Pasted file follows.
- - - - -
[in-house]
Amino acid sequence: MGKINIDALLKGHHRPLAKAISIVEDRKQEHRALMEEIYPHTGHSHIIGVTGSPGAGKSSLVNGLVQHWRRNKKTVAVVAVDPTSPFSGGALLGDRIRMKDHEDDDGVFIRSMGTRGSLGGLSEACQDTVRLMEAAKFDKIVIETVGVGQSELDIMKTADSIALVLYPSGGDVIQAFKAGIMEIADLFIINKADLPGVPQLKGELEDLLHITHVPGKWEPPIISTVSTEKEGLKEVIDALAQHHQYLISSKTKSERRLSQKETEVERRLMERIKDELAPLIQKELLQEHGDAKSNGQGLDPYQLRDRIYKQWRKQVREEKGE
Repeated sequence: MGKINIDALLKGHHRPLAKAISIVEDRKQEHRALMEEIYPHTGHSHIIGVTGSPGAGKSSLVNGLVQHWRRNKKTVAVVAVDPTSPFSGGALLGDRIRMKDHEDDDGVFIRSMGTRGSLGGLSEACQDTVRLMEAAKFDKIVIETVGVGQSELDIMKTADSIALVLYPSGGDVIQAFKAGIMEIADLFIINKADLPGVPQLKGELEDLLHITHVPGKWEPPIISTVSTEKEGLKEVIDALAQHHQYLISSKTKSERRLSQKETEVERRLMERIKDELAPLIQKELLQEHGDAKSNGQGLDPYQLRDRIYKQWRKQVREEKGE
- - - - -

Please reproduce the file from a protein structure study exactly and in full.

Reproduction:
[in-house]
Amino acid sequence: MGKINIDALLKGHHRPLAKAISIVEDRKQEHRALMEEIYPHTGHSHIIGVTGSPGAGKSSLVNGLVQHWRRNKKTVAVVAVDPTSPFSGGALLGDRIRMKDHEDDDGVFIRSMGTRGSLGGLSEACQDTVRLMEAAKFDKIVIETVGVGQSELDIMKTADSIALVLYPSGGDVIQAFKAGIMEIADLFIINKADLPGVPQLKGELEDLLHITHVPGKWEPPIISTVSTEKEGLKEVIDALAQHHQYLISSKTKSERRLSQKETEVERRLMERIKDELAPLIQKELLQEHGDAKSNGQGLDPYQLRDRIYKQWRKQVREEKGE
Repeated sequence: MGKINIDALLKGHHRPLAKAISIVEDRKQEHRALMEEIYPHTGHSHIIGVTGSPGAGKSSLVNGLVQHWRRNKKTVAVVAVDPTSPFSGGALLGDRIRMKDHEDDDGVFIRSMGTRGSLGGLSEACQDTVRLMEAAKFDKIVIETVGVGQSELDIMKTADSIALVLYPSGGDVIQAFKAGIMEIADLFIINKADLPGVPQLKGELEDLLHITHVPGKWEPPIISTVSTEKEGLKEVIDALAQHHQYLISSKTKSERRLSQKETEVERRLMERIKDELAPLIQKELLQEHGDAKSNGQGLDPYQLRDRIYKQWRKQVREEKGE